Still Woozy
If This Isn’t Nice Tour

Still Woozy

Wallice

Higher Ground Ballroom
All Ages
Still Woozy w/ Wallice at Higher Ground

All patrons attending events at the Higher Ground Ballroom and Showcase Lounge will be required to show proof of full vaccination against COVID-19 or a negative PCR test from the past 72 hours, along with a matching photo ID. Proof of vaccination can be your physical vaccine card or a photo of your card. Tests must be administered by an authorized provider with your name included on the test result.

In addition to proof of vaccination or a negative test result, all attendees of events at Higher Ground will be required to wear a mask except while actively eating or drinking. If you do not have a mask we will provide you one upon entry.

$30 advance | $35 day of show

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The music that Sven Gamsky makes as Still Woozy is meant to be comforting. This feeling is partly a matter of circumstance. The Portland artist has long worked out of his home — first in a garage that smelled like weird chemicals, now in a room in a house with windows and air conditioning — which has only magnified the snug, relaxing energy of his guitar pop. Each song feels homespun and handmade, full of dewy harmonies, glittery arpeggiations, and clear affection for loping rhythms. It's an effort, in part, to quiet the noise of an overwhelming world.

"I get melancholy at times," Gamsky says. "And I think creating music helps me see out of it. I strive for this feeling of warmth that acts as a buffer to some of those harsher feelings."

Still Woozy's singles often confront those feelings directly, but their lush arrangements offer a way to look beyond, too. On "BS," Gamsky murmurs insecurities over a yawning guitar line, wrestling with his brain but wrapping his struggles in music that feels pillowy. It's placid by design, a way for himself to maintain peace and stillness in the face of darkness. "Window," released early 2020, is a love song that acknowledges Gamsky's own hangups — a light and soulful cut about how he might press on through the world. On his 2021 release “Rocky,” the first song to be released from his forthcoming debut album, Gamsky unspools an escapist fantasia, dreaming of better days. “I just...I just dream,” he sings in the song’s stuttered refrain, pitching a nighttime reverie as a way of floating above the mundane problems of life. Buoyed by a featherlight synth line and the golden haze of Gamsky’s voice, it’s a tempting proposition. Who couldn’t use a break from a tumultuous world?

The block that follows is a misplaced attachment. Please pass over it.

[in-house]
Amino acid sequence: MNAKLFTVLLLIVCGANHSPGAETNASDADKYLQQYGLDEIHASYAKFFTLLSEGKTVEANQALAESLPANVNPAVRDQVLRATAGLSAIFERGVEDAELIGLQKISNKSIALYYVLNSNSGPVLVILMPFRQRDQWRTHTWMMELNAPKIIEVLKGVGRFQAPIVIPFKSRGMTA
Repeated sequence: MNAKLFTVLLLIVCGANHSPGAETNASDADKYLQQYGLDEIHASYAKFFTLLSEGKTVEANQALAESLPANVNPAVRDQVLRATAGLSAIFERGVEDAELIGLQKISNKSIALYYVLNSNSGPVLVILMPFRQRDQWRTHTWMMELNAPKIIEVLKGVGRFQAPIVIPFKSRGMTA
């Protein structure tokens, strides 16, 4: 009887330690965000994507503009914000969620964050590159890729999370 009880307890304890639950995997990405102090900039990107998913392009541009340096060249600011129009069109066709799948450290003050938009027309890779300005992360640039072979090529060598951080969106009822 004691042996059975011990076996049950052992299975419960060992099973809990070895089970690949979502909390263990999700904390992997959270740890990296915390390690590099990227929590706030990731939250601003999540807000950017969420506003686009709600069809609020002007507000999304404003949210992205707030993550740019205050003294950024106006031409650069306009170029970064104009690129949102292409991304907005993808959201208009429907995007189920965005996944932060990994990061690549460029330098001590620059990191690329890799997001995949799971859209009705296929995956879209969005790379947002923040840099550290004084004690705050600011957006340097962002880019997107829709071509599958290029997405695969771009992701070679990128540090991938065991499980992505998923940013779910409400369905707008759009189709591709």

Gamsky’s idiosyncratic approach to pop songwriting, mixing heavy themes and lighter arrangements, is the result of a lifetime of being unwilling to conform to an expected path. Gamsky grew up in the Bay Area in a family of doctors and nurses, but he chose to write songs. His parents made him and his brothers take piano lessons as a kid, but he begged to play guitar instead. "My whole life has been just doing the opposite," he says with a laugh. "Sometimes for the sake of being the opposite."

In middle school, Gamsky started writing songs he describes as "really cringey," but even in those early days his process was similar to now. He'd hole up in a room alone, pluck out a few chords, and use music as a means of channeling the trials of life. For a while, Gamsky played in a math-rock band, which he says gave him an appreciation for his craft as a guitarist. His 2019 debut EP, Lately, was a short but self-assured collection of longing, lovesickness, desperation, and self-doubt wrapped in kaleidoscopic instrumentals and buoyant arrangements.

Gamsky describes the music he loves most as "enveloping," surreal compositions that "take you outside of your own body for a second." That's the feeling he's seeking in his own music too — and actively creating for others as Still Woozy — as he continues to write and record. "When you're walking with your headphones on, I want you to feel like the music is a part of everything, like the trees to your left and right," he says. "That's the shit that I love.”

WALLICE:

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23-year-old Wallice began writing songs in middle school, contemplating secret crushes over instruments she learned to play in the school band, and armed with her trusty iPod maxed out by Weezer, Black Eyed Peas, Radiohead and Lana Del Rey. With Adrienne Lenker, Vampire Weekend, Men I Trust and The Drums on her current high-rotation, elements of both her past and present influences distill in Wallice's sound -- which feels sweet and nostalgic with a rowdy edge.

Wallice's distinct and emotive voice led her to the New School's Jazz Vocal Performance program in New York City. After a year, she decided to pack her bags and head back home to California to focus on her own music. Wallice linked back up with her childhood friend Marinelli, who helped her develop a clearer direction for her voice and style. Starting with the release of her debut single "Punching Bag" in late 2020, Wallice has quickly become known for blending bedroom pop with the energy and ethos of indie rock. Her unapologetic, funny and often self-deprecating lyrics have seen her tracks embraced as hyper-relatable Gen-Z anthems. This June she released her debut EP Off the Rails and followed it up with her original Spotify single "Nothing Scares Me," co-produced by Ariel Rechtshaid, as part of Spotify's Fresh Finds Class of 2021. These first releases garnered millions of streams and support from Vogue, NYLON, The FADER, NPR, The New York Times, Pigeons and Planes and more. In January she's hitting the road as direct support on Still Woozy's US tour.

Venue Information:
Higher Ground Ballroom
1214 Williston Road

South Burlington, VT, 05403